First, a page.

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What's making us happy: A guide to your weekend reading, listening and viewing

Raffiella Chapman as Vesper, a 13-year-old bio-hacker in <em>Vesper</em>.
IFC Films
Raffiella Chapman as Vesper, a 13-year-old bio-hacker in Vesper.

This week, Iceland threw baby puffins off cliffs, we mark one year of Sesame Street having its first full-time Black female puppeteer, and we remember hip-hop icon Coolio.

Here's what the NPR's Pop Culture Happy Hour crew was paying attention to — and what you should check out this weekend.


I'm intrigued by a small independent sci-fi movie that has a lot of really beautiful work. It's called Vesper, and it's an eco fable about a time when humankind has managed to bioengineer the nature out of nature. It has contributed to a planet where nothing grows anymore.

There's a 13-year-old girl named Vesper who is trying to biohack her way into a sustainable world. I felt as if it was a combination of maybe Hunger Games because she's struggling against the world in that way, and something like Children of Men or, I don't know, The Road. One of those other sort of dystopian futures.

It's just a beautiful picture that has a bunch of practical effects, as they had no budget. Just things that are presumably happening in front of the camera, and then a lot of things that can't be happening in front of the camera that had to have been digitally added.

It's a European production, and it's really, really interesting. And it opens this weekend so everybody else gets a chance to see it, too. — Bob Mondello

Lizzo's collaboration with the Library of Congress

I love the mashup that's going on with the Library of Congress and Lizzo on the Internet this week. The Library of Congress' Carla Hayden tweeted at Lizzo, on her way to Washington, D.C., to perform.

The Library has this incredible collection of historic flutes, and I think there was a security team that went and delivered James Madison's Crystal Flute to Lizzo, which she played on stage this week.

It's just been really funny to see the Library of Congress tweeting Lizzo's lyrics to her and her going to the Library of Congress. It's a bit of a duet I was not expecting, and as a long-time Washingtonian, I just kind of love it. — Bilal Qureshi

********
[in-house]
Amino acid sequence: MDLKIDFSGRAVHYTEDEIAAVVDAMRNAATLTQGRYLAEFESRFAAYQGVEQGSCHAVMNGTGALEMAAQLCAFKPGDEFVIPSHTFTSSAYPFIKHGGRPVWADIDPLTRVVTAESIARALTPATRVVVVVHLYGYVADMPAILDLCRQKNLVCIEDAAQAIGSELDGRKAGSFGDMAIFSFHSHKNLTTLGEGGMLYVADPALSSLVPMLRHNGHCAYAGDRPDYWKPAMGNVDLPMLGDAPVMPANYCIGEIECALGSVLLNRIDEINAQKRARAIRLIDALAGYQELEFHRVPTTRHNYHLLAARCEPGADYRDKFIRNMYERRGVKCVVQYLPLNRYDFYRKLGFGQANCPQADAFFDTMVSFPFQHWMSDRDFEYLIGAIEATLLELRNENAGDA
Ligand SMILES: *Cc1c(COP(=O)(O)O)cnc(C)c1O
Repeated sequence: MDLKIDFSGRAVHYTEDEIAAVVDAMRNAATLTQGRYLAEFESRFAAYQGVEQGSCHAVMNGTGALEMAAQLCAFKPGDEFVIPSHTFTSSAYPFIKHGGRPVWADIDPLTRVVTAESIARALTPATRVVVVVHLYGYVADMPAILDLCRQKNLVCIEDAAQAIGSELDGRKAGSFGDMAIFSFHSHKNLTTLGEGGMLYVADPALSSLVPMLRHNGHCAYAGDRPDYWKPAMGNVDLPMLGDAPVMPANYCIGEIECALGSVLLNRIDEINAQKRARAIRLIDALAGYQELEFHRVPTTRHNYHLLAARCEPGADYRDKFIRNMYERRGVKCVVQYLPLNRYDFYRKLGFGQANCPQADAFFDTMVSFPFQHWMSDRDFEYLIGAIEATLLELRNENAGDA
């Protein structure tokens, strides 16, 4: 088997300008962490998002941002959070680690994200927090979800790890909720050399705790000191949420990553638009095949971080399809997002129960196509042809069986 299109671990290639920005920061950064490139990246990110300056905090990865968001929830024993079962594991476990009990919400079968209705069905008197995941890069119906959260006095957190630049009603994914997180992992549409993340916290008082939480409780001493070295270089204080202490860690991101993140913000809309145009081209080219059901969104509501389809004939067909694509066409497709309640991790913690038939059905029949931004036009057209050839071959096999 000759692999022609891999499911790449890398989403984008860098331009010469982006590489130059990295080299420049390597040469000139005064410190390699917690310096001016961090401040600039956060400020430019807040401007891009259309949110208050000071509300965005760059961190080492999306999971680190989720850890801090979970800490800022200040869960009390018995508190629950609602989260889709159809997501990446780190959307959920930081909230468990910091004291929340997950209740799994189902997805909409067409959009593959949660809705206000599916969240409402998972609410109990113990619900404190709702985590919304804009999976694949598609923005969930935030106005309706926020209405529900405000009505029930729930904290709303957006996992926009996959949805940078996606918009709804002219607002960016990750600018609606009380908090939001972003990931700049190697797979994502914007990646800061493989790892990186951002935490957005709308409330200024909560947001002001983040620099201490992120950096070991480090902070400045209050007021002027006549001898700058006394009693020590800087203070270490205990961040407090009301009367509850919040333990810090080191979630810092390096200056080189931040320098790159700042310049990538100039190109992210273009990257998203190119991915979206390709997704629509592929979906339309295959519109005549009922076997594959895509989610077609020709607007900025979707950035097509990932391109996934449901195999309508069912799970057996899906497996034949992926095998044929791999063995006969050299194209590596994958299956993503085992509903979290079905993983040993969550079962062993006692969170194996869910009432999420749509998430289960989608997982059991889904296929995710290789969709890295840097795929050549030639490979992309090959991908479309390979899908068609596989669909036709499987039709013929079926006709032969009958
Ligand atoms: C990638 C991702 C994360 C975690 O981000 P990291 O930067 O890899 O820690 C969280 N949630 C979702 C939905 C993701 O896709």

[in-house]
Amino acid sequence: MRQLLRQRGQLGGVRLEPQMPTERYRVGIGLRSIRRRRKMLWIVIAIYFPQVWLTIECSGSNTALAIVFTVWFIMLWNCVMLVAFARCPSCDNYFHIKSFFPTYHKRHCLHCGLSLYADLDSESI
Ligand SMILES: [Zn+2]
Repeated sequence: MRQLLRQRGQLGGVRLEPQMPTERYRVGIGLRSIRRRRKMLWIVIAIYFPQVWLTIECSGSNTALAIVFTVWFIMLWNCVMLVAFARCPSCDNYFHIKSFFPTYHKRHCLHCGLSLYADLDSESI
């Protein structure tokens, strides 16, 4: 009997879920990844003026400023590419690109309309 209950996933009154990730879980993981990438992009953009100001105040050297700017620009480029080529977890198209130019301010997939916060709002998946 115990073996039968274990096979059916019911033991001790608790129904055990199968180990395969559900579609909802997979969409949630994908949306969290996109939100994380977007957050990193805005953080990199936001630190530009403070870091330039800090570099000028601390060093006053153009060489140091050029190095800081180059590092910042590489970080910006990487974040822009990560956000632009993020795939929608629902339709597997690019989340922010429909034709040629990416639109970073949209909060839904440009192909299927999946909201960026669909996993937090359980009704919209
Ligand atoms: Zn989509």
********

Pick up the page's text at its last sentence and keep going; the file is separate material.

Amber Mark Album, Three Dimensions Deep

The Spotify algorithm showed me a really good R&B album probably about two weeks ago, and since I discovered it, I haven't put it down. It's an album that came out in January of this year called Three Dimensions Deep by Amber Mark.

She has this wonderful kind of low R&B, raspy voice in the spirit of Toni Braxton or T-Boz from TLC. And it's paired with these wonderful neo soul throwback, chill, almost ambient R&B sounds. It's so beautiful.

It's one of those albums you can play from the top to the bottom, and it all just works. My favorite track on it is probably the second one, called "What It Is." It is wonderful R&B for a Sunday afternoon, and it's quickly becoming my favorite album of the year after Beyoncé's Renaissance.

This is one of those things that made me say, "Hey, maybe the Spotify algorithm is good, because I would have never discovered Amber Mark without the algorithm." So kudos to Amber Mark and I guess thank you, Spotify. — Sam Sanders

Usher's Thirst Traps

What's making me happy is very, very simple, basic and carnal. Our man Usher has been posting lots of thirst traps, nostalgic thirst traps, because it's the 25th anniversary of the album My Way. He was just a teenager when he made that album, and now he is in his mid-40s.

He's doing these side-by-side pictures of his cover album, and then him in the present day. It looks like he's barely aged a day since he was a teenager, and I've just been enjoying him throwing these in on his Instagram feed. Every time I open my Instagram, I'm like, "Oh, look at Usher. Still looking fine, looking great." I'm so happy for him. He seems to be thriving.

Also, a little plug for our NPR Tiny Desk, which if you somehow haven't watched it yet from this past summer, go watch it because he's great. He's just doing his thing, and I'm happy to see him. Besides Beyoncé, he's one of the few people who's been able to stay super relevant for the last 25+ years. — Aisha Harris

More recommendations from the Pop Culture Happy Hour newsletter

by Linda Holmes

There could not be a better week to celebrate Lizzo by watching her Tiny Desk Concert — and yes, she plays her flute.

You may have heard that Trevor Noah announced his impending departure from The Daily Show this week after seven years at the desk. As it happens, I interviewed him back in 2015, about a month after he started (and four days before he had his appendix out), and I found him enormously thoughtful and very, very smart.

Our favorite Florida-based PCHH correspondent, NPR's own Eric Deggans, wrote this week about weather reporters and the fact that perhaps they should be allowed to come inside during storms, for everyone's sake.

NPR's Maison Tran adapted the Pop Culture Happy Hour segment "What's Making Us Happy" into a digital page. If you like these suggestions, consider signing up for our newsletter to get recommendations every week. And listen to Pop Culture Happy Hour on Apple Podcasts and Spotify.

Copyright 2022 NPR. To see more, visit

Aisha Harris is a host of Pop Culture Happy Hour.
Bob Mondello, who jokes that he was a jinx at the beginning of his critical career — hired to write for every small paper that ever folded in Washington, just as it was about to collapse — saw that jinx broken in 1984 when he came to NPR.
Sam worked at Vermont Public Radio from October 1978 to September 2017 in various capacities – almost always involving audio engineering. He excels at sound engineering for live performances.
Maison Tran